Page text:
Last updated on February 24th, 2023 at 11:34 am
Gov. Tony Evers’ recent proposal to provide $290 million in state money for improvements to American Family Field also includes a property tax exemption for any future development around the stadium.
The tax exemption would apply to the stadium itself as well as other operations, including “retail facilities, hospitality facilities, commercial and residential facilities, health care facilities, and any other functionally related or auxiliary facilities or structures,” developed on land owned by the Southeast Wisconsin Professional Baseball Park District, according to Evers’ proposed state budget.
Last week, Evers unveiled a proposal that would provide the Southeast Wisconsin Professional Baseball Park District with a one-time $290 million cash payment from the state’s $7 billion surplus. The cash, combined with $70 million in existing reserves and interest earned on the cash would be used to pay for future upgrades and repairs the district is required to make under its lease with the Milwaukee Brewers. In exchange, the Brewers would sign a lease through 2043 and agree to a non-relocation agreement. The team would also commit to making its own discretionary investments in the stadium.
The recommended property tax exemption was first reported by Dan Shafer in his weekly opinion column, “The Recombobulation Area.” As Shafer points out, it could complicate any development plans the Brewers might pursue for the 82 acres of surface parking lots around American Family Field. Some have suggested that the Brewers should create a mixed-use entertainment district around American Family Field – like the Deer District around Fiserv Forum in downtown Milwaukee or the Titletown District around Lambeau Field in Green Bay – as a possible solution to raise tax revenue to help pay for stadium upgrades.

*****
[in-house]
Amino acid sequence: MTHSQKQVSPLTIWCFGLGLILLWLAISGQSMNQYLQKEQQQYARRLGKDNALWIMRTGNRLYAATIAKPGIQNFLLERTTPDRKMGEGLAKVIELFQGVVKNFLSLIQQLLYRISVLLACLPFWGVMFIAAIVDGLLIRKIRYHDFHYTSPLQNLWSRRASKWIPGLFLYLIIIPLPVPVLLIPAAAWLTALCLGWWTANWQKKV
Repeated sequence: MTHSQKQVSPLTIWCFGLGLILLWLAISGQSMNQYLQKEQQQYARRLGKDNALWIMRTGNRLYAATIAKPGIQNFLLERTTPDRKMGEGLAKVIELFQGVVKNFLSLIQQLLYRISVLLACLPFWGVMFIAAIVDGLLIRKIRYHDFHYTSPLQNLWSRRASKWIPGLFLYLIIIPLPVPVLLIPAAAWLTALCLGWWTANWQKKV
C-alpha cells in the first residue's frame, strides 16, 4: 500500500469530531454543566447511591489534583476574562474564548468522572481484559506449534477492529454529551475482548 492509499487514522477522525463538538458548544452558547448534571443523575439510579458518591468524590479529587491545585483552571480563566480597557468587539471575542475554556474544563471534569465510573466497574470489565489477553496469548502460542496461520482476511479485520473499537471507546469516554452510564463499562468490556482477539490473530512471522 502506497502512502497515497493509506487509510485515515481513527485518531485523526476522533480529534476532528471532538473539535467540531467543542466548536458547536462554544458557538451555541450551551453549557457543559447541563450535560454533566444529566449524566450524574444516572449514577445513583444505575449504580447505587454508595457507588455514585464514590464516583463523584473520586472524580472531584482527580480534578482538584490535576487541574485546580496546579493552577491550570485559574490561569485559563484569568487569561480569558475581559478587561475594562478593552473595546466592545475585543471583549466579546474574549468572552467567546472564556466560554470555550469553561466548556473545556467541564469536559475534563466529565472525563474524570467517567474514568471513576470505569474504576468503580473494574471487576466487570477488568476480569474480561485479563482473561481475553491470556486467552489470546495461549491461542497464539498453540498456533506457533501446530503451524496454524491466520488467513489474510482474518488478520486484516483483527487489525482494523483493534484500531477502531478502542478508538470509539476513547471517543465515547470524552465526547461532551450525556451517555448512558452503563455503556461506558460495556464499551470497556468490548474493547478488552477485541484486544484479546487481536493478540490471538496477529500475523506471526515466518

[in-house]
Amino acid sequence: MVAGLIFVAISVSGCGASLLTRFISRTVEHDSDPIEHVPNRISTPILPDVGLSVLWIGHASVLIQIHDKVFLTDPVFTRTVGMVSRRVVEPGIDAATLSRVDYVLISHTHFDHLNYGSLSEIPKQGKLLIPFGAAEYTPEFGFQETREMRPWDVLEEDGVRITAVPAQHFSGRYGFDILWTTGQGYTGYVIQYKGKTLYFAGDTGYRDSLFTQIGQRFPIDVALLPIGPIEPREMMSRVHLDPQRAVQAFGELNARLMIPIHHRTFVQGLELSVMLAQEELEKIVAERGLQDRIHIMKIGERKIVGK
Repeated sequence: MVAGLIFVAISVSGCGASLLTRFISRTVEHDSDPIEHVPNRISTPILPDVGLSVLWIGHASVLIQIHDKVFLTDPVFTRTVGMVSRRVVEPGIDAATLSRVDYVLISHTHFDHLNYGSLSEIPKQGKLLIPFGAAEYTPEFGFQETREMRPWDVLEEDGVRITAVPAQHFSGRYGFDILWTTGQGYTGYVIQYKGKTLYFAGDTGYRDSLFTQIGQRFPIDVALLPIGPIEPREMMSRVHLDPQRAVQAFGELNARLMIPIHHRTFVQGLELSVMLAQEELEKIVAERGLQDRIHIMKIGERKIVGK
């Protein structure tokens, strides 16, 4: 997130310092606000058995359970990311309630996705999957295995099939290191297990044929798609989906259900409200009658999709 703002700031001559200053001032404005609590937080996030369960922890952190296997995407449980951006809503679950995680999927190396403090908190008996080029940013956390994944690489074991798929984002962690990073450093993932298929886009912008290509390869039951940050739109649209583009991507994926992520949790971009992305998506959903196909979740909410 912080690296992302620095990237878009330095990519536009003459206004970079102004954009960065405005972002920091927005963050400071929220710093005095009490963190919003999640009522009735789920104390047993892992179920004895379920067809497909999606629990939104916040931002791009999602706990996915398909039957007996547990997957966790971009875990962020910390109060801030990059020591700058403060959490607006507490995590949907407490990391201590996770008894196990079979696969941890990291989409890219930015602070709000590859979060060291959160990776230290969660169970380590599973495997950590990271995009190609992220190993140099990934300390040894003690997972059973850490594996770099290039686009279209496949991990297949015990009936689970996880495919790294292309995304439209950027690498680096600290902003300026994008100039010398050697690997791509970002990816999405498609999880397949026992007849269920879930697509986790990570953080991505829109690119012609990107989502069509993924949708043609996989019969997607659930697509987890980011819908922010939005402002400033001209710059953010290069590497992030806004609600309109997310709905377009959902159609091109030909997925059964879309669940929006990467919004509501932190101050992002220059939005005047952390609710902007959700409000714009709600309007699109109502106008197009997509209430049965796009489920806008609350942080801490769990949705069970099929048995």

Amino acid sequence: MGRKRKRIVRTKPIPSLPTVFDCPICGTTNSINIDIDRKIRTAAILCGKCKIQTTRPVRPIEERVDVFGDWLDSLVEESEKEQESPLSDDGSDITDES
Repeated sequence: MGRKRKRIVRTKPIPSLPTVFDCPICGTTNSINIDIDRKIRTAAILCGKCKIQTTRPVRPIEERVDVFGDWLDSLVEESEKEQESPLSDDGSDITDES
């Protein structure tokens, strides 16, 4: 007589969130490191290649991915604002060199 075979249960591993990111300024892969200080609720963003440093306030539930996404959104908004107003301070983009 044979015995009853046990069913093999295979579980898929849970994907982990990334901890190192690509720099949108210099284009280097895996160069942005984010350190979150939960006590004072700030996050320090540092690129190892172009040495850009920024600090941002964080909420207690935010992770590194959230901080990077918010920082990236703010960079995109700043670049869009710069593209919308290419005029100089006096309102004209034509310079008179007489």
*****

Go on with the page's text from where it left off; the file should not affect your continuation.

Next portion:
But without the promise of forthcoming property tax revenues – as recommended in Evers’ proposal – any development done by the Brewers at the stadium site could not generate tax incremental financing, and the development itself would not financially benefit the city or other local government entities.
While the greater Milwaukee area stands to benefit from the economic activity generated by the Brewers and stadium operations, the state directly benefits from the sales tax revenue that flows through the stadium and any future development on the grounds.
The stadium generated $2.5 billion in total economic output, $1.6 billion in direct spending and $263 million in new taxes to the state of Wisconsin from 1999 to 2019, according to an independent study released by the Metropolitan Milwaukee Association of Commerce in 2020.
In his budget address, Gov. Evers said the Brewers’ presence will generate around $400 million in tax revenue for the state through 2024.
After accounting for inflation and contingencies, a report by Brentwood, Tennessee-based Venue Solutions Group that was commissioned by the Brewers puts the total cost for repairs and upgrades at $428 million for work taking place through 2040. The capital plan would have a little more than 25% of the spending occur in the next three years and 61% of it occur by 2030, which is when the Brewers’ current lease at the ballpark ends.
The pacing of the projects outlined in the VSG report suggests the stadium district would need annual growth of its reserves of about 2.75% to cover the $428 million capital plan and a little more than 3.2% to account for the additional $20 million in contingency planned for by the Brewers and the Evers administration.
The team has identified roof maintenance, infrastructure, HVAC, mechanical, electrical and plumbing systems, boilers, vertical transportation and fire suppression as areas of top priority in the report.
Evers’ proposal still needs to make it through the Legislature, which is controlled by Republicans. Assembly Speaker Robin Vos and the leaders of the powerful Joint Finance Committee criticized Evers’ approach to announcing the plan, arguing there was a lack of collaboration with Republican lawmakers.